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The Crossing Notices

My favorite review of The Crossing--what it is all about!

July 24, 2012, Eldorado National Forest Interpretive Association.
Bob, FYI on your book, it's been very popular this year at Carson Pass, and partly because Dennis Price is conducting a history walk one or two days a week and he uses your book as a reference.

Vol. 18, No 4, Winter 2000/2001, of the Overland Journal, of the Oregon-California Trails Association:
The reviewer, Richard H. Dillon, Professor of History at the Fromm Institute, seemed to like it except for "typos and double strikes" (they are now gone in current expanded printing) and the "writer's (me) conversational style." The latter remains, and will remain. There is a large sampling of that style, such as it is, on this site. If you survived it here, you will survive the book.

Tom Chaffin, Pathfinder: John Charles Frémont and the Course of American Empire, Hill & Wang, 2001.
"Bob Graham...maintains a fine website--www.longcamp.com--devoted to Frémont and exploration of the American West."


goHere is one online at Trails West--Markers of the California Trail.


July 18, 2001 edition of the Placerville Mountain Democrat:
The Mountain Democrat is California's oldest continually published newspaper--since 1851! The review is more about the author (again, me) than the book, but Doug Noble did like it. As a result, I have gotten phone orders from as far away from Placerville as Santa Rosa.
Placerville was also called "Dry Diggin's" and is still, sometimes, called "Hangtown."
Horace Greeley once headed across the mountain by coach from Carson to Placerville. Legendary driver Hank Monk is said to have, between the crackings of the long whip, reassured him, "Don't yer fret none, Horace, I'll git yer thar on time!"
A huge crowd was assembled in the streets in front of Cary House awaiting the arrival of the famous guest. A great cheer went up as Monk careened into town at his usual break-neck speed--horses steaming. It was a very shaken Greeley that slowly emerged from the coach. The top of the coach also required repair from being repeatedly hammered by the Greeley head.
At least that is one version of the story.

ENFIA's Review of The Crossing
The Eldorado National Forest Interpretive Association

This work chronicles Fremont's crossing of the Sierra Nevada in the winter of 1844. The Crossing employs a very interesting approach to its subject. The author--Bob Graham--bases the framework of his book on a portion of Fremont's official report to Congress. This part of Fremont's report narrates the period from January 25th to March 6th. During this time, Fremont traveled from the foot of the eastern Sierra Nevada's near Markleeville to Sutter's Fort in the Sacramento Valley. Interspersed with Fremont's narrative are corresponding entries from Charles Pruess' diary and Kit Carson's autobiography. George Karl Ludwig "Charles" Pruess was Fremont's cartographer during the expedition. Kit Carson, of course, was Fremont's famous scout.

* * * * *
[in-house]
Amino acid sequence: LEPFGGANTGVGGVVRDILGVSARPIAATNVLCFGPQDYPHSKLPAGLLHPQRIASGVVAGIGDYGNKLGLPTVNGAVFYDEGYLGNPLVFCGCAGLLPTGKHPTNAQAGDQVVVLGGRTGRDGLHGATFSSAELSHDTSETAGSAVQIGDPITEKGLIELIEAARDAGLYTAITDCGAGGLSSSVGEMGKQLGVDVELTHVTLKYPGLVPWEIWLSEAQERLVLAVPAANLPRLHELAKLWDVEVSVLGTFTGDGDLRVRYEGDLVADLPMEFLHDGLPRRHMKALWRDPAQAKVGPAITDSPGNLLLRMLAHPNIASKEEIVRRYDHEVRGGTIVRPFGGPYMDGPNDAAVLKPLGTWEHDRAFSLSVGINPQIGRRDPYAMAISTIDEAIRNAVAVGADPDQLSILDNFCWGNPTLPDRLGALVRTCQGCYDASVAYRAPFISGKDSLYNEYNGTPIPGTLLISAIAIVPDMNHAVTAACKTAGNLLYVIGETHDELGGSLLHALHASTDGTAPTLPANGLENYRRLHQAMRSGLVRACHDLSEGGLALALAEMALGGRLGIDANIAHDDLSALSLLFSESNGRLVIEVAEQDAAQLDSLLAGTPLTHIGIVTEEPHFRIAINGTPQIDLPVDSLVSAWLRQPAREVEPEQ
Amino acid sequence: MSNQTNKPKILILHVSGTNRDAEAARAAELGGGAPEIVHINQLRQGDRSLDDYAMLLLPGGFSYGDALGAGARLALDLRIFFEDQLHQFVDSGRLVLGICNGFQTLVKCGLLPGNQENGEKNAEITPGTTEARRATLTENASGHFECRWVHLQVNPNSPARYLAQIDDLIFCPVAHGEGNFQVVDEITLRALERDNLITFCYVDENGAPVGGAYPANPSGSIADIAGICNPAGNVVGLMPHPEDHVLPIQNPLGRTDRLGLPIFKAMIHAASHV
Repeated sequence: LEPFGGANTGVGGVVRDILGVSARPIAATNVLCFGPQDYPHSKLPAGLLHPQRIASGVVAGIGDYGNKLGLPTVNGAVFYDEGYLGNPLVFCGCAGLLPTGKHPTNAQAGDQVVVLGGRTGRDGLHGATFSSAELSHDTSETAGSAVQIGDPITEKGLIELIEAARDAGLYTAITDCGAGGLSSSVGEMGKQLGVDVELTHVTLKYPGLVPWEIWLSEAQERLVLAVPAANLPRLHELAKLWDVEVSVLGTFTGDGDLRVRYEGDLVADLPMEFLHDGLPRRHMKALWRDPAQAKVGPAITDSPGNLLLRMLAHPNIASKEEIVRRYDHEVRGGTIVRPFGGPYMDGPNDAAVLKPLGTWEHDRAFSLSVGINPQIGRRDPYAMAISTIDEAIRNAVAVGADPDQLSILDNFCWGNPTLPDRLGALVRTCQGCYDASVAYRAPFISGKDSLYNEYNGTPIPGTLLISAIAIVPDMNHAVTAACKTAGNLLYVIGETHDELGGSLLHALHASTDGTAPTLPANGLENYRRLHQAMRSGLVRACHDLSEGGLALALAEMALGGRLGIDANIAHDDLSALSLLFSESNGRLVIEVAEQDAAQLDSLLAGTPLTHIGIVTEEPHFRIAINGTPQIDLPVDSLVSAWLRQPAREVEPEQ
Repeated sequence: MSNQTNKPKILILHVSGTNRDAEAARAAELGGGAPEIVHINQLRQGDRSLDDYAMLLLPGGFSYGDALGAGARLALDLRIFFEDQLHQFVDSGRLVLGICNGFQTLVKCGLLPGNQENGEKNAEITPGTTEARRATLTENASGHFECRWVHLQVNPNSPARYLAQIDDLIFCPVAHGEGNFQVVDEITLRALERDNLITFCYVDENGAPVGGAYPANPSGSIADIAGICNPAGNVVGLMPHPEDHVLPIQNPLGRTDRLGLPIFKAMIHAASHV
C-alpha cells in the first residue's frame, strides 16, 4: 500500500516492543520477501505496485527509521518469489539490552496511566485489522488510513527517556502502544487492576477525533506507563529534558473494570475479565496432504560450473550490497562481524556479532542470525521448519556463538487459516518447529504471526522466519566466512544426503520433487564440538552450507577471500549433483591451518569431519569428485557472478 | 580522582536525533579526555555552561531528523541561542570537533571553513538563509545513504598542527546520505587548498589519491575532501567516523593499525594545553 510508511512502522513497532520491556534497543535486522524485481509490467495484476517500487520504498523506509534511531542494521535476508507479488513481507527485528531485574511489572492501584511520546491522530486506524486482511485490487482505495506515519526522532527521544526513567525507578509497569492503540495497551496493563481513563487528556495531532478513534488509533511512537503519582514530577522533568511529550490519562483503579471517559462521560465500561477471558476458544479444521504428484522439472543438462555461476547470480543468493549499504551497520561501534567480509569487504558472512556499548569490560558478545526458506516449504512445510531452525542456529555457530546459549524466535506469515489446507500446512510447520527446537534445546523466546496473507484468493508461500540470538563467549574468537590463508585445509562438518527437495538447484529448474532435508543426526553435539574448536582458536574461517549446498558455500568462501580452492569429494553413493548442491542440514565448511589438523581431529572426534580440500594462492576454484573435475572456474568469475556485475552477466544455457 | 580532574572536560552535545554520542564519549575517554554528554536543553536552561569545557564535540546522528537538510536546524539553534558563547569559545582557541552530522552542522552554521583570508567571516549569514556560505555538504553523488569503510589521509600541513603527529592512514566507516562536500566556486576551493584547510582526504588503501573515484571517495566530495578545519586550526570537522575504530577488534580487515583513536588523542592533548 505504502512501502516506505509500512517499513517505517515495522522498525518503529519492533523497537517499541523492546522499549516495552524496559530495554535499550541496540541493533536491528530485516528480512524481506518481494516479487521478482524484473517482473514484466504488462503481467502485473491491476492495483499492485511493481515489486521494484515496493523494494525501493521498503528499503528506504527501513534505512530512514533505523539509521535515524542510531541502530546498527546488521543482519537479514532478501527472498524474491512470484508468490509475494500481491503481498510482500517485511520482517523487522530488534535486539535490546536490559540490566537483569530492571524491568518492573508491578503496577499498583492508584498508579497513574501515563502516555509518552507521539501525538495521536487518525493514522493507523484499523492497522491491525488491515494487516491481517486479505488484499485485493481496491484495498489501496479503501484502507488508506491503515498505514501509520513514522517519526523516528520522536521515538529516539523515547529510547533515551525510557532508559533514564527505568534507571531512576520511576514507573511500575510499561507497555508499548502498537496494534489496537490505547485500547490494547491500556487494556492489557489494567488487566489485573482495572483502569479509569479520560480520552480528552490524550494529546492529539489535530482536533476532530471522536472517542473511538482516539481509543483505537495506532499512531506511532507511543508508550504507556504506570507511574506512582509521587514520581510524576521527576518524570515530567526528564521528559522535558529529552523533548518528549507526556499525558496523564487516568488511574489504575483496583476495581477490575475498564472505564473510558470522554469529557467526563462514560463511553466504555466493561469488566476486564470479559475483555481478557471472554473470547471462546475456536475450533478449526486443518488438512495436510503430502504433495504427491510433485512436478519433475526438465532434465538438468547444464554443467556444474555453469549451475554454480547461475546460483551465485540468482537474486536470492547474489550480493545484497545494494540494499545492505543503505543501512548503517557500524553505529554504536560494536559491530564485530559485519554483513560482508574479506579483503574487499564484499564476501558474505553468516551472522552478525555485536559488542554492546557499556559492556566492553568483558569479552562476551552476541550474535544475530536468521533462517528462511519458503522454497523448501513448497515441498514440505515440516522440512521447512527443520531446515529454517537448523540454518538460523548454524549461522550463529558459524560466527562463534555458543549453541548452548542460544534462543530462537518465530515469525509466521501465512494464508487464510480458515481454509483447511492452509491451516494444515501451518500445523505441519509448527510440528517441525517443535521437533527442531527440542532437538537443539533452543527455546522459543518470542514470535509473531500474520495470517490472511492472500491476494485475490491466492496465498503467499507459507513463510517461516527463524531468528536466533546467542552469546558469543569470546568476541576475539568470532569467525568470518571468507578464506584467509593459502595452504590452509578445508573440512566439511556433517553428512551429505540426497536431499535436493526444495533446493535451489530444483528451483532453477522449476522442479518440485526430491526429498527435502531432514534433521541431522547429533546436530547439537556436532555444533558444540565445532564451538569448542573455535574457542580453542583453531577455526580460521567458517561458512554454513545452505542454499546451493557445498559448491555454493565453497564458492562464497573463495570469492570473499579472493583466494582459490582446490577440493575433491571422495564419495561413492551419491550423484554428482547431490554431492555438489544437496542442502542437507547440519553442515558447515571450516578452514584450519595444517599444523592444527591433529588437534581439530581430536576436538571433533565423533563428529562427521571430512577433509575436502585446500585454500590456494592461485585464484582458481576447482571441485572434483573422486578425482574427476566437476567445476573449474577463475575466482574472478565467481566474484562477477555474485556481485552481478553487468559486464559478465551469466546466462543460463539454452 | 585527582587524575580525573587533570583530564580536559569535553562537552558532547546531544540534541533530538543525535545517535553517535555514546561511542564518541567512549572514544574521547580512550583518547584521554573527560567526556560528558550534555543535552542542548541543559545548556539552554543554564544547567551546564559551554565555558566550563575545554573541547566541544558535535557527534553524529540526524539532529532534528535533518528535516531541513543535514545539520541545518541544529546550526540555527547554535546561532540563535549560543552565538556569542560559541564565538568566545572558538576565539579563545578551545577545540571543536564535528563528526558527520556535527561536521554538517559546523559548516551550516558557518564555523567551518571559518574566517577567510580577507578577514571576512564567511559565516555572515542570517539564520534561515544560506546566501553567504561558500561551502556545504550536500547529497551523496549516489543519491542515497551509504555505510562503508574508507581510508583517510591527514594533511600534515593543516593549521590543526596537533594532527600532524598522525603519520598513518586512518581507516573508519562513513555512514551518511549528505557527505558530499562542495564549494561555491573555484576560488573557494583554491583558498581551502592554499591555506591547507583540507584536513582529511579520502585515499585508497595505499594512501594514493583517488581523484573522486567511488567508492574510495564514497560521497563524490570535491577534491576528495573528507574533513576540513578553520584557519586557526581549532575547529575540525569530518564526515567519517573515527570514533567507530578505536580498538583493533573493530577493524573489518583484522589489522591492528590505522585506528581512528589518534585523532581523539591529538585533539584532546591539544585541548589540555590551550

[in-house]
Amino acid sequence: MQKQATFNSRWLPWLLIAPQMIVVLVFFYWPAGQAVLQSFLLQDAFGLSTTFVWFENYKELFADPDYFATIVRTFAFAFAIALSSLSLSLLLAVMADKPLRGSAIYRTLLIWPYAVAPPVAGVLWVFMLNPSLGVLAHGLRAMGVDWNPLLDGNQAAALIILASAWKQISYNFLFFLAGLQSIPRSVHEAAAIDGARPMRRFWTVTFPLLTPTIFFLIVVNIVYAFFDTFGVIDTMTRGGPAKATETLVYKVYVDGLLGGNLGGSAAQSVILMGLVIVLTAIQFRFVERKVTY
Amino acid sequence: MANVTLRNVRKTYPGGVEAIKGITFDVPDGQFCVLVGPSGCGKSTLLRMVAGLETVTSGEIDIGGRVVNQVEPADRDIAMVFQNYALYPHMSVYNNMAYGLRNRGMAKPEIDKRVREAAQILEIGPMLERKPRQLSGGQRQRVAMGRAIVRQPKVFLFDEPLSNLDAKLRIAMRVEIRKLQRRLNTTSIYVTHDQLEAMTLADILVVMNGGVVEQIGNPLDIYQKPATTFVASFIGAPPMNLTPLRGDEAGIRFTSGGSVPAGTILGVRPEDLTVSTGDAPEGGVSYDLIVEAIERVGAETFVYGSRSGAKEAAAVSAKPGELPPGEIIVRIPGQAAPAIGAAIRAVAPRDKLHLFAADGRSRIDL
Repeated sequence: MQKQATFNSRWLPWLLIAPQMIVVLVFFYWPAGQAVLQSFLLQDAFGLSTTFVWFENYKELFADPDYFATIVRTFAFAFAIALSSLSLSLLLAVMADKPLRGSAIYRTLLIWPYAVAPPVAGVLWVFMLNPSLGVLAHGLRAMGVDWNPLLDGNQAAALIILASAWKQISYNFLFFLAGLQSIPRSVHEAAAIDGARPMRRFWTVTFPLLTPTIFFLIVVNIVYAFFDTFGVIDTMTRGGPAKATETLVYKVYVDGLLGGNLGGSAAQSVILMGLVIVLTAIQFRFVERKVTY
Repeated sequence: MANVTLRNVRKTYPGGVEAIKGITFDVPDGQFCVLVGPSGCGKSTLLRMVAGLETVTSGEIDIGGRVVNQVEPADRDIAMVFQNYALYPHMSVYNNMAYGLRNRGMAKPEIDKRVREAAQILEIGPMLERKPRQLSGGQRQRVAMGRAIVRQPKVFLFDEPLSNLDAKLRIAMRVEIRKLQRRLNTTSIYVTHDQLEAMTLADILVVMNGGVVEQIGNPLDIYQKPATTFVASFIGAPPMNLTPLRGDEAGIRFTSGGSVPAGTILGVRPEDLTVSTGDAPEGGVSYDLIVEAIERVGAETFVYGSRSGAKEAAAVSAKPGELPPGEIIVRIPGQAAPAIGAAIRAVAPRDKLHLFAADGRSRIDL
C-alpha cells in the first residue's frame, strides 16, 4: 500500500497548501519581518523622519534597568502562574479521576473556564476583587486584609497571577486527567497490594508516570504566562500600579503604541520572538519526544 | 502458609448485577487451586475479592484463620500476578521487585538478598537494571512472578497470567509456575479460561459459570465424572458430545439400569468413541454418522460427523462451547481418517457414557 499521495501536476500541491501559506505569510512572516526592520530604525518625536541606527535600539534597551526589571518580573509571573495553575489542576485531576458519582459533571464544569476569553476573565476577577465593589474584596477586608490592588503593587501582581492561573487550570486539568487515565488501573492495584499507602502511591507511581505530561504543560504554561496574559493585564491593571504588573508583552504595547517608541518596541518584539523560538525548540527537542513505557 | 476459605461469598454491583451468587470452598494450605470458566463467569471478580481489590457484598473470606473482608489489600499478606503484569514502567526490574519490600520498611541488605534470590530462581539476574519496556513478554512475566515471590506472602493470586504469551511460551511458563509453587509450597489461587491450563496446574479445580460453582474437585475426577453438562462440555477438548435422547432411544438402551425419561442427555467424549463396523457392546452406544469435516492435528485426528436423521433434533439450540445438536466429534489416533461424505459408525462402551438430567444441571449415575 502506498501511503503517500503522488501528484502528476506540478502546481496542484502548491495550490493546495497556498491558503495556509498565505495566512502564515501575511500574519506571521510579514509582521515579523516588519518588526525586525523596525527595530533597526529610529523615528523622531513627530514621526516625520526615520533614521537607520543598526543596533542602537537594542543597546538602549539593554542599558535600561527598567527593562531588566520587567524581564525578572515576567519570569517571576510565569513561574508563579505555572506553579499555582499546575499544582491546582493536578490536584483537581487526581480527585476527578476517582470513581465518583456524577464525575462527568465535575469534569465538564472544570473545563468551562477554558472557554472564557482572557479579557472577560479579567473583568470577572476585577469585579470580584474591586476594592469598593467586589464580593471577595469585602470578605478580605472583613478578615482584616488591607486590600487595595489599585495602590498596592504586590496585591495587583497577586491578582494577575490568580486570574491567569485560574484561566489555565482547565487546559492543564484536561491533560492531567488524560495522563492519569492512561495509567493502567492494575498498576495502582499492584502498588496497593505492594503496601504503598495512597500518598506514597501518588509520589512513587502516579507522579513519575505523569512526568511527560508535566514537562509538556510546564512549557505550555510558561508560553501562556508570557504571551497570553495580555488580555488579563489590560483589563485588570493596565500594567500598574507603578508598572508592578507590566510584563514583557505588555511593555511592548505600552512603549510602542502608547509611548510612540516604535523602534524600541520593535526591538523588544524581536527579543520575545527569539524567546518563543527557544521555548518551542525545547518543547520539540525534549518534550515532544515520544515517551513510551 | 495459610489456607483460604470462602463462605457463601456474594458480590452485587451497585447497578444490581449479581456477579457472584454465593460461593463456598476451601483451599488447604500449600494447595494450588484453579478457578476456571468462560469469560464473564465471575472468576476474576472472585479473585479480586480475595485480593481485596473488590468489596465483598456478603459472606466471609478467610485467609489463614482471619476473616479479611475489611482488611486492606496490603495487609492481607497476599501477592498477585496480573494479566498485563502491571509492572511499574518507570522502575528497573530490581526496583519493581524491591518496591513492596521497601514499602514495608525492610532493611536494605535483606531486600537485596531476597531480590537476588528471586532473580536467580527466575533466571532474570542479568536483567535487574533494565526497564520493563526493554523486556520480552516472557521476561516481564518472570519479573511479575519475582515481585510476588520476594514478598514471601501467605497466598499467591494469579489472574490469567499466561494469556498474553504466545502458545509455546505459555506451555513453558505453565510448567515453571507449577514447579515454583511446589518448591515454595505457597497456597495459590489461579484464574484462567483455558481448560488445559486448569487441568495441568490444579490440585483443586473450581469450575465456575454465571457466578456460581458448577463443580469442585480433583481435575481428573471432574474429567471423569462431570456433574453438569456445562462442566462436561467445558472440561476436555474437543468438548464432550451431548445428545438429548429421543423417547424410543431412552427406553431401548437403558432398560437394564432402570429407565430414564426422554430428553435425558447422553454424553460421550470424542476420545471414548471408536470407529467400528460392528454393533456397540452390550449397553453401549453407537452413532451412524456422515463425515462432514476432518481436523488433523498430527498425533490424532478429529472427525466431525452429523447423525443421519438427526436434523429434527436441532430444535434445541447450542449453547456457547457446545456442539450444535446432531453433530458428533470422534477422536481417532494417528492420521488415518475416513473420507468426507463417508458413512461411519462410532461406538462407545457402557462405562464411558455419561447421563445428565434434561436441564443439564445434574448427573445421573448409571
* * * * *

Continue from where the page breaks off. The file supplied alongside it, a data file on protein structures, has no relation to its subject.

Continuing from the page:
The three men frequently provide contrasting images for any given day during the crossing. For example, for February 17th, Fremont's report happily reads: "Here we had the pleasure to find all the remaining animals, 57 in number, safely arrived at the grassy hill near the camp; and here also we were agreeably surprised with the sight of an abundance of salt." Following this paragraph in Fremont's report, the author inserts a more dispassionate excerpt from Pruess's diary for the day of February 18th: "The horses are now near by on a snow-free hill, where grass is said to be rather plentiful . . . The horse meat is all right as long as the salt holds out." The author then inserts this excerpt from Kit Carson's autobiography: "Sent back for the animals. They had, through hunger eaten one another's tails and the leather of the pack saddles, in fact everything they could lay hold of. They were in a deplorable condition and we would frequently kill one to keep it from dying, then use the meat for food."

We also learn some interesting things about the science of navigation. For example, the direction of Polaris does not indicate true north, and the error is smallest around 3am. Fremont, Pruess, and even Carson would often loose a little sleep by shooting Polaris at 3am in winter in the high Sierras. The very thought is enough to freeze your sextant.

The Crossing offers a crystal clear discussion on some mapping errors that Fremont made in his report to the Congress. This discussion shows how easily mountains can fool you, and how easily one can become lost in high mountains. Graham also reveals Fremont as a competent navigator--foiled only by the fragility of his instruments and the archaic techniques of his times. The Crossing supplies a wealth of GPS data and terrain analysis for anyone dumb enough to retrace Fremont's route over the Sierras. Since I qualify, I am thinking of trying it.

goAnother review and some history from ENFIA


You can buy a copy of THE CROSSING at the Placerville News Co at 409 Main Street--right at the Belltower, and across and just down the street from The Cary House.

And at the Eldorado National Forest Interpretive Association (ENFIA) information center at Carson Pass. A new 2nd printing of the ENFIA's A Guide to the California Trail will also be available, and contains (p. 55-56) an entry for, and hiking map to, the Long Camp site. ENFIA now has an online store that carries The Crossing.

go Or, from right here on this website.



©1999, 2007
Bob Graham